Budgetary planning is concerned with preparing the short-to medium-term plans of the organization. It will be carried out within framework of the strategic plan. An organization’s annual budget could be seen as an interim step towards achieving the long- term or strategic plan.
Operational planning refers to the short-time or day –to –day planning process. It is concerned with planning the utilization of resources and will be carried out within the framework set by the budgetary plan. Each state in the planning process can be seen as an interim step towards achieving the budget for the period.
Operational planning is also known as tactical planning.
Remember that the full benefit of any planning exercise is not realized unless the plan is also used for control purposes. Each of these types of planning should be accompanied by the appropriate control expertise covering the same time span.
preparation of budgets
The process of preparing and using budgets will differ from organization to organization. However there are a number of key requirements in the design of a budgetary planning and control process.
The budget committee
The need for coordination in the planning process is paramount. The interrelationship between the functional budgets (e.g. sales, production, purchasing) means that one budget cannot be completed without reference to several others.
For example, the purchasing budget cannot be prepared without reference to the production budget, and it my be necessary to prepared the sales budget before the production budget can be prepared. The best way to achieve this coordination is to set up a budget committee. The budget committee should comprise representatives from all functions in the organization. There should be a representative from sales, a representative from marketing, a reprehensive from personnel, and so on.
The budget committee should meet regularly to review the process of the budgetary planning process and to resolve problems that have arisen. These meeting will effectively bring together whole organization in one room, to ensure a coordinated approach to budget preparation.
CIMA participative budgeting as ‘a budgeting system in which all budget holders are given the opportunity to participate in setting their on budgets’. This may also be referred to as ‘bottom-up budgeting’. It contrasts with imposed or top- down budgets where the ultimate budget holder does not have the opportunity to participate in the budgeting process. The advantages of participative budgeting are as follows:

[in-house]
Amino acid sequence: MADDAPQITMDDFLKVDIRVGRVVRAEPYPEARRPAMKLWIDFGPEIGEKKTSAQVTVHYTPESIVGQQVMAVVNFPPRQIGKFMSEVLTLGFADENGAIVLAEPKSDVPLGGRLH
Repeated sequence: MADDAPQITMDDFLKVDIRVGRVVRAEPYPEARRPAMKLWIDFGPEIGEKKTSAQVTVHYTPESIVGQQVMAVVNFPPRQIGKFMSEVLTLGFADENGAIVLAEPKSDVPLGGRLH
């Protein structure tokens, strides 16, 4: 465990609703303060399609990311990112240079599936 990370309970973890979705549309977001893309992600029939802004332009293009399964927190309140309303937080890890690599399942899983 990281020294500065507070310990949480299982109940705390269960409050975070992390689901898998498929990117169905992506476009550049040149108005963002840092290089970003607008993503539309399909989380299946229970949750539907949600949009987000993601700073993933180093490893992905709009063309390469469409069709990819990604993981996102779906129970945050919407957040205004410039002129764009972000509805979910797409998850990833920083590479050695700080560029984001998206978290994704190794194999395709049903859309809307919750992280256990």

Improved quality of forecasts to use as the basis for the budget. Managers who are doing a job on a day-to-day basis are likely to have a better of what is achievable, what is likely to happen in the forthcoming period, local reading conditions, ect.
Improved motivation. Budget holders are more likely to want to work top achieve a budget that they have been involved in setting themselves, rather than one that has been imposed on them from above. They will on the budget and accept responsibility for the achievement of the targets contained therein.
The main disadvantage of participative budgeting is that it tends to result in a more extended and complex budgetary process. However, the advantages are generally accepted to outweigh this.
Many of these information needs are contained in the budget manual.
A budget manual is a collection of documents which contains key information for those involved in the planning process. Typical contents could include the following:
An introductory explanation of the budgetary planning and control process including statements of the budgetary objective and desired results.
Participants should be made aware of the advantages to them and to the organization of an efficient planning and control process. This introduction should give participants an understanding of the working of the planning process, and of the sort of information that they can expect to receive as part of the control process.
A form of organization charts to show who is responsible for the preparation of each functional budget and the way in which the budgets are interrelated.